The hallowed ground of World War I, then and now


Members of a Royal Garrison Artillery working party carrying duck-boards across the frozen Somme canal in March 1917 and the Somme canal on March 12, 2014. (Photos by Lt. J.W. Brooke/ IWM via Getty Images & Peter Macdiarmid/Getty) (Animated photo illustration by Nick Kirkpatrick/The Washington Post)

Today marks 100 years since the start of World War I. On July 28, 1914, Emperor Franz Joseph of Austria-Hungary declared war on Serbia after the assassination of Archduke Franz Ferdinand of Austria the month before, thrusting the world into a war unlike any seen before. It would rage on until November 1918, killing more than 5 million troops and reshaping the world in ways that only sent it hurtling toward the next world war.

Here are some of the places that endured through the war and what they look like now, photographed by Peter Macdiarmid of Getty Images.

Reims Cathedral

Above: April 30, 1917, Reims Cathedral during a bombardment. (UIG via Getty Images)

Underneath: Reims Cathedral on March 11, 2014, in Reims, France. (Peter Macdiarmid/Getty Images)

The Reims Cathedral in France is more than 800 years old, the site of 25 coronations of kings of France, including Louis VIII in 1223 and Charles VII in 1429, in the company of Joan of Arc. The cathedral was almost destroyed during World War I when German troops tried to reach Paris.

Place de la Concorde

Above: World War I, German airplanes at Place de la Concorde in Paris, wrecked by celebrating crowds on the day of the restoration of Alsace-Lorraine to France. Nov. 18, 1918.

Underneath: Cars are parked near Place de la Concorde on March 12, 2014, in Paris.

In the center of the Place de la Concorde sits the Luxor Obelisk, which dates back 3,300 years. The Luxor Obelisk was once an entrance to the Luxor Temple in Egypt. It was given to Paris by the Viceroy of Egypt in 1829.

Notre-Dame de Brebieres Basilica

Above: (Rue des Archives/PVDE Via Getty Images)

Underneath: Traffic runs from Basilica of Notre-Dame de Brebieres on March 13, 2014, in Albert, France. (Photo by Peter Macdiarmid/Getty Images)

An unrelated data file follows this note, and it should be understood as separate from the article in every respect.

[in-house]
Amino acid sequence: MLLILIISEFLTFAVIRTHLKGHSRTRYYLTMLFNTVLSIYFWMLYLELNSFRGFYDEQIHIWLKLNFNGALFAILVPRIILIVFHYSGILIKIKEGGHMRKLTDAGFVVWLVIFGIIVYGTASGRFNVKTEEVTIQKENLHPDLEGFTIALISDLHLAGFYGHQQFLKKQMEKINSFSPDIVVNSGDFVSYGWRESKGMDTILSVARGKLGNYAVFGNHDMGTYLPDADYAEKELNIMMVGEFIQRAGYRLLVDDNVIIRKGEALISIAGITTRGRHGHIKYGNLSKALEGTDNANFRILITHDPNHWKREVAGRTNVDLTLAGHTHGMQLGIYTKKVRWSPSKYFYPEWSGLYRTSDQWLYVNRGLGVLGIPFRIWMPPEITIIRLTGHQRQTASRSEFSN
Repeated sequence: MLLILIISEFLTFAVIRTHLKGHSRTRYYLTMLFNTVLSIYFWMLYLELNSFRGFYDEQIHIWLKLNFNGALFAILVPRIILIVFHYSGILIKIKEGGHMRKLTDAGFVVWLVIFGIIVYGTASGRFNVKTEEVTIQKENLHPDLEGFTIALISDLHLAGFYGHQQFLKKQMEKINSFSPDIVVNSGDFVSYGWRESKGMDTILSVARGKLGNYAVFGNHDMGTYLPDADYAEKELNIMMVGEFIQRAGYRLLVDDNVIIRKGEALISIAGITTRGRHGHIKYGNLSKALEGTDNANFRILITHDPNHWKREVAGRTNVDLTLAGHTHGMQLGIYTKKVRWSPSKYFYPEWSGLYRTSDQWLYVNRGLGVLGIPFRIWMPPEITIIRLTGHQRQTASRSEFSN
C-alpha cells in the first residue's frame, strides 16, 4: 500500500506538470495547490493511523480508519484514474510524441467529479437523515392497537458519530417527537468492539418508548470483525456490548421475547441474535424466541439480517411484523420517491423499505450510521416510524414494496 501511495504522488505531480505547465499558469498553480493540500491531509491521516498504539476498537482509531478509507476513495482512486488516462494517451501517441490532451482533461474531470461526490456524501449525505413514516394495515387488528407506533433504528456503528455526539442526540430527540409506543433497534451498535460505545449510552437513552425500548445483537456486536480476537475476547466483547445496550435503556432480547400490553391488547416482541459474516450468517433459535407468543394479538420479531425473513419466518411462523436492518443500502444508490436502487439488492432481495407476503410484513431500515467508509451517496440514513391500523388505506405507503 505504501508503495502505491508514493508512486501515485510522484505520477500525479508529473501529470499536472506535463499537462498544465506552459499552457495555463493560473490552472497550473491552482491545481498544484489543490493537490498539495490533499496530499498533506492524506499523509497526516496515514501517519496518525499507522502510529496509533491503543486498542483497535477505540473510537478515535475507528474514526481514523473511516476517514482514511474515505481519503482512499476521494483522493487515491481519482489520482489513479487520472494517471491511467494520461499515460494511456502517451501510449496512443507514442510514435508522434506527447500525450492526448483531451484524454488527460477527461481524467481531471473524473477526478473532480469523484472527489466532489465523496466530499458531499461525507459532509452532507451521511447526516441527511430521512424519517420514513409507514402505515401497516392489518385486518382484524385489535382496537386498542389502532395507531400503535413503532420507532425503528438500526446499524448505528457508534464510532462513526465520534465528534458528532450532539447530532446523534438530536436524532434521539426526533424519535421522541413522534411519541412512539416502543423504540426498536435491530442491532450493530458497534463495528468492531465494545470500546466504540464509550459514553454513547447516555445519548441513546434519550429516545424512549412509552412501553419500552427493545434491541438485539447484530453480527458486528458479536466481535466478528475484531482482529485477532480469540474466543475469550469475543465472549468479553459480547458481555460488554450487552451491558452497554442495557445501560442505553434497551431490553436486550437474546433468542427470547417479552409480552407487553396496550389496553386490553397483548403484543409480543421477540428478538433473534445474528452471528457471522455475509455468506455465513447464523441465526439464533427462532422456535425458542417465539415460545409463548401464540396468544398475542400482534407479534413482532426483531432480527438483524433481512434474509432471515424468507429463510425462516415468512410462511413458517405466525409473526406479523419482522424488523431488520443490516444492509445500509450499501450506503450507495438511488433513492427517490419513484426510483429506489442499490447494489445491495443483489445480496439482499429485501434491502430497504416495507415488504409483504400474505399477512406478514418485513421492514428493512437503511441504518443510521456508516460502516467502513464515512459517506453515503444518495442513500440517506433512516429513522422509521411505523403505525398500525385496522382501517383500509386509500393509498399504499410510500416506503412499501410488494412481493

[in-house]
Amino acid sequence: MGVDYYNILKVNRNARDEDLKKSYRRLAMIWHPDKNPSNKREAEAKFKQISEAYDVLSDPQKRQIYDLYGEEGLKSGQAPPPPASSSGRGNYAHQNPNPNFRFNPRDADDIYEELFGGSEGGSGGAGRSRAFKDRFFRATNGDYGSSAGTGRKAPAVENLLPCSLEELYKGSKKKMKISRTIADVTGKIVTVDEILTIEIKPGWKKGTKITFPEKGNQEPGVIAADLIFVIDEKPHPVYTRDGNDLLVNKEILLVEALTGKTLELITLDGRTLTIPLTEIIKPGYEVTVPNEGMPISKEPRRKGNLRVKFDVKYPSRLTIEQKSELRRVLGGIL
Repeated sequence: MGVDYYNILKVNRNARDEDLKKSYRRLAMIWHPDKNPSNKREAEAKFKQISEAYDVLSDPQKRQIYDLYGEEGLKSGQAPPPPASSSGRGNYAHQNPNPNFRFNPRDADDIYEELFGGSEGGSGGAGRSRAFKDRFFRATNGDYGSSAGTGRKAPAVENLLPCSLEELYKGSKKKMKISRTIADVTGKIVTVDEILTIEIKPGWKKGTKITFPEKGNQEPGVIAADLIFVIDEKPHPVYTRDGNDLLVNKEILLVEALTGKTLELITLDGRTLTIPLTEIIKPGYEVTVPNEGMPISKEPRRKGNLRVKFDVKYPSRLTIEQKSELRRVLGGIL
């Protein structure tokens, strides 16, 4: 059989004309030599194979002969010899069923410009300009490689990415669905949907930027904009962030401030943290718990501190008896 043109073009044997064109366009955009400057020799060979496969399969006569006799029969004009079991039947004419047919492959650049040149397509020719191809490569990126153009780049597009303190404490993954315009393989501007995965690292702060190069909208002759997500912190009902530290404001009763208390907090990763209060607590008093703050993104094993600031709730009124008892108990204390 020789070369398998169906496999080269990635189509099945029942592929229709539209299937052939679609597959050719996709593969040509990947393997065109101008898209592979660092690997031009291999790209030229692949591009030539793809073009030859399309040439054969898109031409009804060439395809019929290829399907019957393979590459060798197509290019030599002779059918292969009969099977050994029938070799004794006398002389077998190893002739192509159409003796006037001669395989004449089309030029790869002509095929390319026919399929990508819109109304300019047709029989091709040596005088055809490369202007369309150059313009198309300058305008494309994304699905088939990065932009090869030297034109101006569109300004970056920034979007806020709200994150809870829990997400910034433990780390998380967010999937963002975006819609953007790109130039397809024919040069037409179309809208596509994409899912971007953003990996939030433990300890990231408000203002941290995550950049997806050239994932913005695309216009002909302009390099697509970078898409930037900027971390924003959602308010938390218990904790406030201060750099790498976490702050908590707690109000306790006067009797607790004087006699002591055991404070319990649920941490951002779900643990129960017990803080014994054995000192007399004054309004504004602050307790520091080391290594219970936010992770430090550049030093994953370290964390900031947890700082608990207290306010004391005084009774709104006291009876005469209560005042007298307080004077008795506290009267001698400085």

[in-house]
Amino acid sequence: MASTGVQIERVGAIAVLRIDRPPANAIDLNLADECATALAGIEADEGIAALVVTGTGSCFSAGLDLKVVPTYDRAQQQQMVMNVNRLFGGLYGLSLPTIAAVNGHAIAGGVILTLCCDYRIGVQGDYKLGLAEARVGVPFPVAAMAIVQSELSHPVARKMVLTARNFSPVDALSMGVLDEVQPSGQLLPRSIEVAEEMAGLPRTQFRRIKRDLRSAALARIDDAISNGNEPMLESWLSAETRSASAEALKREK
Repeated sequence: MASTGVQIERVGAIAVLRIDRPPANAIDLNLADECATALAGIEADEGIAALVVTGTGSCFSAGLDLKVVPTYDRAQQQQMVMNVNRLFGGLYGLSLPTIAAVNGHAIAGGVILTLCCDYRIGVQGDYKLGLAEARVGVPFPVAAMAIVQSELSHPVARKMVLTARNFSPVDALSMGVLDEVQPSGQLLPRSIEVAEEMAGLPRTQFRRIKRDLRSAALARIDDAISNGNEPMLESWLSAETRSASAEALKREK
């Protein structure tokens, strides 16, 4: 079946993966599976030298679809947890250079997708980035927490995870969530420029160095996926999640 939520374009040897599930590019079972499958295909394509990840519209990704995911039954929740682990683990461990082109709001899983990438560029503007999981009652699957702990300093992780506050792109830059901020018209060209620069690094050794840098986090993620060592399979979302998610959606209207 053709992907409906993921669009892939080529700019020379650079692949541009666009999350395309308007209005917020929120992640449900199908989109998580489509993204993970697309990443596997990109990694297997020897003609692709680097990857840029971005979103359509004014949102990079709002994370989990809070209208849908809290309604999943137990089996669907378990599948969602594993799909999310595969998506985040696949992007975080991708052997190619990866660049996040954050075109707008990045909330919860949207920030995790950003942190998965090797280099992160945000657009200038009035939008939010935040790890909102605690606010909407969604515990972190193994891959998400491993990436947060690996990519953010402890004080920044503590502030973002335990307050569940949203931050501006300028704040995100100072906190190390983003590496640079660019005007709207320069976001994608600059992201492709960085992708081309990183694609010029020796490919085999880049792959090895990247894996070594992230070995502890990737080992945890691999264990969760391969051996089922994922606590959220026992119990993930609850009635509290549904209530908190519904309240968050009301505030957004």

“Lourdes of the North,” it was named by the pope in 1899, impressed by the 40,000 gold leaves placed on the sculpture of the Virgin Mary at the top of the basilica. The Star reports that 2,000 shells shattered the building during the war and by January 1915, the statue was left hanging “by her toes.” She came to be called the “leaning virgin.” Superstitious soldiers believed that “when the Virgin falls, the war will end.”

According to The Star, the statue fell in April 1918 and the war ended seven months later. The Notre-Dame de Brebieres Basilica was rebuilt as almost an exact replica, and the statue was back atop the building by 1929.

Trafalgar Square and Scotland Yard

Above: November 1914: In Trafalgar Square, London street urchins dressed as soldiers with paper hats and canes as guns stand at attention watched by a small crowd. Behind them is a notice declaring “The Need for Fighting Men is Urgent.” (Photo by Topical Press Agency/Getty Images)

Underneath: Trafalgar Square on March 17, 2014, in London. (Peter Macdiarmid/Getty Images)

Britain declared war on Germany on Aug. 4, 1914. On Aug. 5, Field Marshal Lord Kitchener, became secretary of state for war. He is credited with realizing early that the war would last for years, and he built up British forces from 20 to 70 divisions in two years.